What are your opinions on the current state of the music industry with file sharing? Do you feel it’s akin to the tape trading days which resulted in more promotion for bands, or do you feel its going to be the downfall of musicians and result in less quality product?

I kind of covered some of my thoughts on this in the previous question, but I have some different thoughts concerning the file sharing thing that are dependent of the goal of the bands that it is affecting. For a band like us…I don’t mind it…share away. It’s not our career. I didn’t invest anything significant to make this music, so I’m not losing anything per se. Bands like us get the satisfaction of having somebody tell us they like what they hear. If we are missing out on hitting the lottery and becoming the next big thing, then oh well…the way I see it at this point in my life is that I’ve got maybe 20 years left, if I’m lucky (way too long in my opinion), on this earth before I’m layed to rest anyway. I’ve struggled for over 40 years already…so big deal if some kid from Singapore is uploading our songs for others to hear. If one person who downloads it and likes it sends us a letter or message telling us how much they like the music, then it’s worth it to me.

On the other hand, bands and labels whose sole purpose are surviving from their musical endeavors should, and probably do have a differing viewpoint on file sharing, and rightfully so. It’s all about the motives or goals of the band involved. But to them I would say that if they are that worried about their survival and don’t wish to have to work a day job, then they better set their own standards for the music they create and the product they deliver considerably higher. In the 90’s before file sharing existed, any band who could put something on tape could find some bedroom record label to invest money to release their material on cd. Cd’s were abundant, and for the most part these labels would get their money back out of it because there wasn’t this easy alternative for people to hear the music like there is now. All you needed to do was cut a demo and someone would jump on it. Sure, you had the tape traders, and cdr burners passing stuff around…but it was a small market of people as compared to today where the entire market of metal listeners has it blatantly available to them in an instant. You have to consider that back then, you still had to pay for cassettes, cdr’s, packaging and postage in order to trade stuff with people from around the globe, and then you had to wait weeks or months to get a dub of a band you’ve heard about before you decided if it was worth it to buy the album. Those overheads and time restraints don’t exist today in file sharing.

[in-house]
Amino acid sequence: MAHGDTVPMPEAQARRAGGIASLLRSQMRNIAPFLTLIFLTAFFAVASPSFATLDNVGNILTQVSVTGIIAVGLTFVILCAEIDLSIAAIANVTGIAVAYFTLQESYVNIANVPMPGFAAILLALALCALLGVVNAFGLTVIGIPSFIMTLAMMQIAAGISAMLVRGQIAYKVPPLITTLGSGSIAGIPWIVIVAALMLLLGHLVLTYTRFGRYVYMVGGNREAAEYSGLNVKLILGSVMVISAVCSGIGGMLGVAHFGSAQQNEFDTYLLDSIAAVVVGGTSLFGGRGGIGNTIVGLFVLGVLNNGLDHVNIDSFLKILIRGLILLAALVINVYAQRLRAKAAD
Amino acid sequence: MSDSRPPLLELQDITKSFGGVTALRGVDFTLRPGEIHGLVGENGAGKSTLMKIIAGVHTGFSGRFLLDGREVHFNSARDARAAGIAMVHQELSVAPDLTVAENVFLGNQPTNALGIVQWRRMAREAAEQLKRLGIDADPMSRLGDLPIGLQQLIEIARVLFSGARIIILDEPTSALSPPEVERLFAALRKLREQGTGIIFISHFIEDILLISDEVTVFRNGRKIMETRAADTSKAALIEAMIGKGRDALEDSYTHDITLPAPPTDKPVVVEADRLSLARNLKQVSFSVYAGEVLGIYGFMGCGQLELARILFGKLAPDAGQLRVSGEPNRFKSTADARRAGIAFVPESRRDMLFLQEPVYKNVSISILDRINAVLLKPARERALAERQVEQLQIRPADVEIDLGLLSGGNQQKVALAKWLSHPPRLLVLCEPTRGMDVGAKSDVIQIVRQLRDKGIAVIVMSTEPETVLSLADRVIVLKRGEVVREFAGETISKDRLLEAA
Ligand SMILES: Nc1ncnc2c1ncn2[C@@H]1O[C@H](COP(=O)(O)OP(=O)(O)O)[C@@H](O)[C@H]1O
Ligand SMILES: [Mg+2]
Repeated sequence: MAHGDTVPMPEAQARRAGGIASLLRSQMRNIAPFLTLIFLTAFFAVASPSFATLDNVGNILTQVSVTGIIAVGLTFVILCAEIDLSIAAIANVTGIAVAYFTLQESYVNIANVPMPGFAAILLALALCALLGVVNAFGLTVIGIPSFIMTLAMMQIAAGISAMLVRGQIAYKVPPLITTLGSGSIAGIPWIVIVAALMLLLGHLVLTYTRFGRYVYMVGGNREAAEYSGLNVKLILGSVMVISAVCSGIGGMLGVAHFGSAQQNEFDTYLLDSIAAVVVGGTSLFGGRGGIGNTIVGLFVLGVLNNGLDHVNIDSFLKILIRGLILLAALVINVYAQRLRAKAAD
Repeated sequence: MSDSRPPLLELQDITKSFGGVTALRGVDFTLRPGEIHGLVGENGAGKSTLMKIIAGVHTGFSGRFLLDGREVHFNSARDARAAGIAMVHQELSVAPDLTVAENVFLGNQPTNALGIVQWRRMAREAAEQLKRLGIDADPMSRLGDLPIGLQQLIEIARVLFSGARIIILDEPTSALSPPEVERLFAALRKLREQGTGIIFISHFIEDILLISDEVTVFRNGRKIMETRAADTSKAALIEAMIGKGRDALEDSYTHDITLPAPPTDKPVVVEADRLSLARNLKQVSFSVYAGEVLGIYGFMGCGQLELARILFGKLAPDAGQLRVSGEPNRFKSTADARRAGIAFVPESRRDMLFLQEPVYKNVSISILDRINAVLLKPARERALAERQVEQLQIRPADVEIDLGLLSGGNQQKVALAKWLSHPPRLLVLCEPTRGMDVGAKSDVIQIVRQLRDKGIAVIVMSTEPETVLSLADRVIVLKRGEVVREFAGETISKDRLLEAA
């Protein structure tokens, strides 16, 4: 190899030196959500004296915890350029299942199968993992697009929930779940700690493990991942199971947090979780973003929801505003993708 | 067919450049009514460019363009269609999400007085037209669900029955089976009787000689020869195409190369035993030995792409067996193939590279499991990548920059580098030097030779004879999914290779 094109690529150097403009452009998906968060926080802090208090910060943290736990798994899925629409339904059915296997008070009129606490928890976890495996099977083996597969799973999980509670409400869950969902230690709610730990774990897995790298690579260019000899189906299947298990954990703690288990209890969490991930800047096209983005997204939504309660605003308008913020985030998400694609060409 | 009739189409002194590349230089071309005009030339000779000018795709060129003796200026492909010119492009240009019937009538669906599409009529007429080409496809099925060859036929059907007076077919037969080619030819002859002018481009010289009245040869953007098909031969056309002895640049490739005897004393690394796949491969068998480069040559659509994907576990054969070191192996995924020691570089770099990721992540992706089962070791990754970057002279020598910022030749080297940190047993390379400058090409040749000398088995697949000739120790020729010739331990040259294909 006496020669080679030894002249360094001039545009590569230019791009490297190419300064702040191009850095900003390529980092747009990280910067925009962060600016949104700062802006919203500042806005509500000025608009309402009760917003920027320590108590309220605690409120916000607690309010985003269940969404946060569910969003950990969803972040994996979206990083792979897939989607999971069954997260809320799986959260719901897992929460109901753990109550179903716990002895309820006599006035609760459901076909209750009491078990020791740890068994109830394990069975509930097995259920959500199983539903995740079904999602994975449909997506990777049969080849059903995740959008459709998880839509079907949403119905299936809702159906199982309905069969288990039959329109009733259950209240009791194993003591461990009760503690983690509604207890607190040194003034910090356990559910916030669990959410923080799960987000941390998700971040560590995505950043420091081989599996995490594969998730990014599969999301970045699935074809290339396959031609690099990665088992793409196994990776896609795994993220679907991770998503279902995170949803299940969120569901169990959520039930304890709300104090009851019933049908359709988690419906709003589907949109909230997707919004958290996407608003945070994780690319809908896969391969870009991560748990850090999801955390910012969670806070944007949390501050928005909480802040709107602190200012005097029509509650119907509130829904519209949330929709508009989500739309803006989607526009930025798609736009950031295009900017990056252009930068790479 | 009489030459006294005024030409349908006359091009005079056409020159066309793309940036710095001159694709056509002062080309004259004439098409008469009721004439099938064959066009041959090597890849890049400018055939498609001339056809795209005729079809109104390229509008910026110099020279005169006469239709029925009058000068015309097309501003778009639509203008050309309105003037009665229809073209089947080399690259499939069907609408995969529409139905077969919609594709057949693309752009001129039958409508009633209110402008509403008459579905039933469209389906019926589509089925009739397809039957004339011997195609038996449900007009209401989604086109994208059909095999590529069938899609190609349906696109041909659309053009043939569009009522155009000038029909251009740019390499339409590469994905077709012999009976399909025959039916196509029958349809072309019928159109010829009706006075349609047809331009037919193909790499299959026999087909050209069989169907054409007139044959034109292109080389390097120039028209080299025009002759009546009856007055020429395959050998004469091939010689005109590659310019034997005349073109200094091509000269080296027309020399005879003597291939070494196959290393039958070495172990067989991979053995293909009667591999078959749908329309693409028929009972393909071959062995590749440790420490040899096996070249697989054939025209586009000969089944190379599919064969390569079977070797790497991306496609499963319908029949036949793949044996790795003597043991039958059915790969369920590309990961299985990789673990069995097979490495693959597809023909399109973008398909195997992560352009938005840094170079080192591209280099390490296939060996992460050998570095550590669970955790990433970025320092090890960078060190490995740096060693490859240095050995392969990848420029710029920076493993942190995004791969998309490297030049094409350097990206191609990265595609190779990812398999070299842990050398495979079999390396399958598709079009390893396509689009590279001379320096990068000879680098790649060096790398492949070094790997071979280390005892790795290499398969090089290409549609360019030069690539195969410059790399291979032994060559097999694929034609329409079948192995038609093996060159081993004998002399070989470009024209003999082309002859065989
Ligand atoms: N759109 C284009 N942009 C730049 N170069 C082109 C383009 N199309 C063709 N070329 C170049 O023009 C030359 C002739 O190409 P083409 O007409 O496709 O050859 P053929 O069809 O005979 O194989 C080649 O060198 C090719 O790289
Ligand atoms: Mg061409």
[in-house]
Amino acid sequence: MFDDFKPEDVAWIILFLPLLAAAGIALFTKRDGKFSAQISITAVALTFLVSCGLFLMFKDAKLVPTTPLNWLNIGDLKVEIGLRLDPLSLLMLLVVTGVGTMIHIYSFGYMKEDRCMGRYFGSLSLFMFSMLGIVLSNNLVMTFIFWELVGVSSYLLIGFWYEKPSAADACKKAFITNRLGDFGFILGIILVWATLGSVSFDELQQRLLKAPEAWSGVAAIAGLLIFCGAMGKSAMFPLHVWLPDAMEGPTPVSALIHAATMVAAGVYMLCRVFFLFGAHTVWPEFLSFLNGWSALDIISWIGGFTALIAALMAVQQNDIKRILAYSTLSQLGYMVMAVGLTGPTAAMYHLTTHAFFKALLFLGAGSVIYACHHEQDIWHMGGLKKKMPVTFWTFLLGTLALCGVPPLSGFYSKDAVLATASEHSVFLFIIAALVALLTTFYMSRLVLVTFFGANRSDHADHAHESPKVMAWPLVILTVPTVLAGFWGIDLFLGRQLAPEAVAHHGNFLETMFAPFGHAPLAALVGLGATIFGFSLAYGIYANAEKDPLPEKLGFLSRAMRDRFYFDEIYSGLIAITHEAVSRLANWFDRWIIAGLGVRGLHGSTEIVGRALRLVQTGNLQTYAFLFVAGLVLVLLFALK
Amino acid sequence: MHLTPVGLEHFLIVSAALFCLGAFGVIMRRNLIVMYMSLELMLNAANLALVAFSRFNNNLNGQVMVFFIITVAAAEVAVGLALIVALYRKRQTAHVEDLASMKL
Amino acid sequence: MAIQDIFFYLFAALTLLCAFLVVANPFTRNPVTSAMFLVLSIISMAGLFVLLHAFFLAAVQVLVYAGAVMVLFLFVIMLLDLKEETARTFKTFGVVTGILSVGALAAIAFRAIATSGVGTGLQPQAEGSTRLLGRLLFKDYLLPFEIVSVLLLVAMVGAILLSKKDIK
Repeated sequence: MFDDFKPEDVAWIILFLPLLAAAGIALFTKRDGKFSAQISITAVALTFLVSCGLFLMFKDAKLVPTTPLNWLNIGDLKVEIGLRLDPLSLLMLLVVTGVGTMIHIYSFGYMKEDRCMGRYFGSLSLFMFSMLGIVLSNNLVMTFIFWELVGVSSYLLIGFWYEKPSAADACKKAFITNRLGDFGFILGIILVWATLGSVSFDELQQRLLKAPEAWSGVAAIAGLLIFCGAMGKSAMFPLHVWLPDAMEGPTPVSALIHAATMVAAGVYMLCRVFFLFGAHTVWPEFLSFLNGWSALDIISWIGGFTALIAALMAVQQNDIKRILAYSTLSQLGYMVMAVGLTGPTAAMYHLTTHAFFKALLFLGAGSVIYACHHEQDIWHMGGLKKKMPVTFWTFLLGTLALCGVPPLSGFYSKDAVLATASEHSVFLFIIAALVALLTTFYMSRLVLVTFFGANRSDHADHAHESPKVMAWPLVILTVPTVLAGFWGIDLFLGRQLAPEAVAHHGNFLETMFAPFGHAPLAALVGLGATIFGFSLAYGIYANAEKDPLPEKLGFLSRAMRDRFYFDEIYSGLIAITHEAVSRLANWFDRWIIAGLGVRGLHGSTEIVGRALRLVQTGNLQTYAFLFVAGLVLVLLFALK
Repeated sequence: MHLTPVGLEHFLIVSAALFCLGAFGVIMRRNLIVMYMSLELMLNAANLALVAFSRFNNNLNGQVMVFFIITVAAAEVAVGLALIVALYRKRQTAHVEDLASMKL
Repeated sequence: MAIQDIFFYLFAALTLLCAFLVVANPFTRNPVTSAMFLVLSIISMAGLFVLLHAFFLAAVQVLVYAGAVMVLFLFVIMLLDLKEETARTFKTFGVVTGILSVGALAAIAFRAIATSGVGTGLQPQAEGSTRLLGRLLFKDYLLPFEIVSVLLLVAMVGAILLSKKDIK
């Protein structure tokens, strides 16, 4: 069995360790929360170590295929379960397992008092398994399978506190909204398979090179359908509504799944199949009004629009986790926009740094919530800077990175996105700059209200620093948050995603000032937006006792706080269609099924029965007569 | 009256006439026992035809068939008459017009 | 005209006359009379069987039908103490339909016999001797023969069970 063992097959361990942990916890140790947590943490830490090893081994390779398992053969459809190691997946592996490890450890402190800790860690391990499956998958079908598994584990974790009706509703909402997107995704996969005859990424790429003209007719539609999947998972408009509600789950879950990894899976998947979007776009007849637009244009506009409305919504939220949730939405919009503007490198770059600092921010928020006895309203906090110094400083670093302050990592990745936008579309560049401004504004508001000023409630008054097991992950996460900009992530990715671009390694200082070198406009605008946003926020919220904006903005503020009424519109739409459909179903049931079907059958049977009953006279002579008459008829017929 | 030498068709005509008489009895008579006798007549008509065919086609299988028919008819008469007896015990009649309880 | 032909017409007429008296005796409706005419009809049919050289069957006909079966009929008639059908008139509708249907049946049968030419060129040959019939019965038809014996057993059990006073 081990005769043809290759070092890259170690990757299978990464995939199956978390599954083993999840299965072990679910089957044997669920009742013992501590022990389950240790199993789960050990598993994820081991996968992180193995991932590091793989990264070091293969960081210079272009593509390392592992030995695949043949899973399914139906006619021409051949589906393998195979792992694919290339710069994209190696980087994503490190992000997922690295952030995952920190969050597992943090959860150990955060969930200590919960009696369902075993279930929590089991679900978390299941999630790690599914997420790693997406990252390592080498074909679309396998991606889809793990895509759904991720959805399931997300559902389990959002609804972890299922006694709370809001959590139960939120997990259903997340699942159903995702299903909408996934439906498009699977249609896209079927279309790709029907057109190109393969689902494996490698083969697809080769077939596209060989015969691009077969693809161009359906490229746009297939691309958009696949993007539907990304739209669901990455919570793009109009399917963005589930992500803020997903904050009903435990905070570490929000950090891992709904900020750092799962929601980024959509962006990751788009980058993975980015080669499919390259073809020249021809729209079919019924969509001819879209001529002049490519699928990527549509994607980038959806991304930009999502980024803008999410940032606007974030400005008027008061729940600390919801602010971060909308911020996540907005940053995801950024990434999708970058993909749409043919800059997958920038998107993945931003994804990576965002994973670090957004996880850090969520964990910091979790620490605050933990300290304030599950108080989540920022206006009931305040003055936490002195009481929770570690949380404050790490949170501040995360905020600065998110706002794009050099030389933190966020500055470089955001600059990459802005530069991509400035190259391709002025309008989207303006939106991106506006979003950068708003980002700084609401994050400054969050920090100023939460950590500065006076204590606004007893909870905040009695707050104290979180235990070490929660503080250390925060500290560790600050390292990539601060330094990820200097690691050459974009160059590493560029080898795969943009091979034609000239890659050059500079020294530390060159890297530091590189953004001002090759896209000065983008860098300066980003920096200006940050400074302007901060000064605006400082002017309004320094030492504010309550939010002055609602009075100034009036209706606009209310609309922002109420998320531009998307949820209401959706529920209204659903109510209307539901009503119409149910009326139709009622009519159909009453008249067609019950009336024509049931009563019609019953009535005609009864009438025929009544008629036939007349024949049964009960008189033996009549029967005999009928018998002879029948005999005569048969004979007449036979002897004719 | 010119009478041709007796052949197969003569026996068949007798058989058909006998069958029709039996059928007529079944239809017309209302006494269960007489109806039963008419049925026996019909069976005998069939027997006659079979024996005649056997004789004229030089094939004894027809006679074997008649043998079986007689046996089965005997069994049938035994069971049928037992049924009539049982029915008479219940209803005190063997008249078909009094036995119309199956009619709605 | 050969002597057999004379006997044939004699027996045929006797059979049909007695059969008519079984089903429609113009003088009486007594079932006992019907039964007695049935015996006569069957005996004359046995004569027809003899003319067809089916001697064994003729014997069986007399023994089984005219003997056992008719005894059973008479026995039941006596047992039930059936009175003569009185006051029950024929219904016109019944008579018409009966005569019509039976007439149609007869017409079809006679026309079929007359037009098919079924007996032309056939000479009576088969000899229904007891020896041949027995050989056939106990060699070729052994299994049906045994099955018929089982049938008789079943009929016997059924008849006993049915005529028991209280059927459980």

What will essentially happen is that only good quality metal bands with great music will be able to secure a label to release their physical product…because there is no point for a label to invest money to produce an album that is shit because the potential buyer can preview it instantly. What it means for the guy who likes to own a physical product is that he’ll feel safe to invest his hard earned money to buy that physical product because he knows it will be quality music. I can’t tell you how much money I’ve thrown away back in the day ordering a cd because I’ve read a description of the band in a flyer or ad only to buy the cd and be disappointed that I wasted my money on something so shitty.

What is the origin of the name Stone Magnum?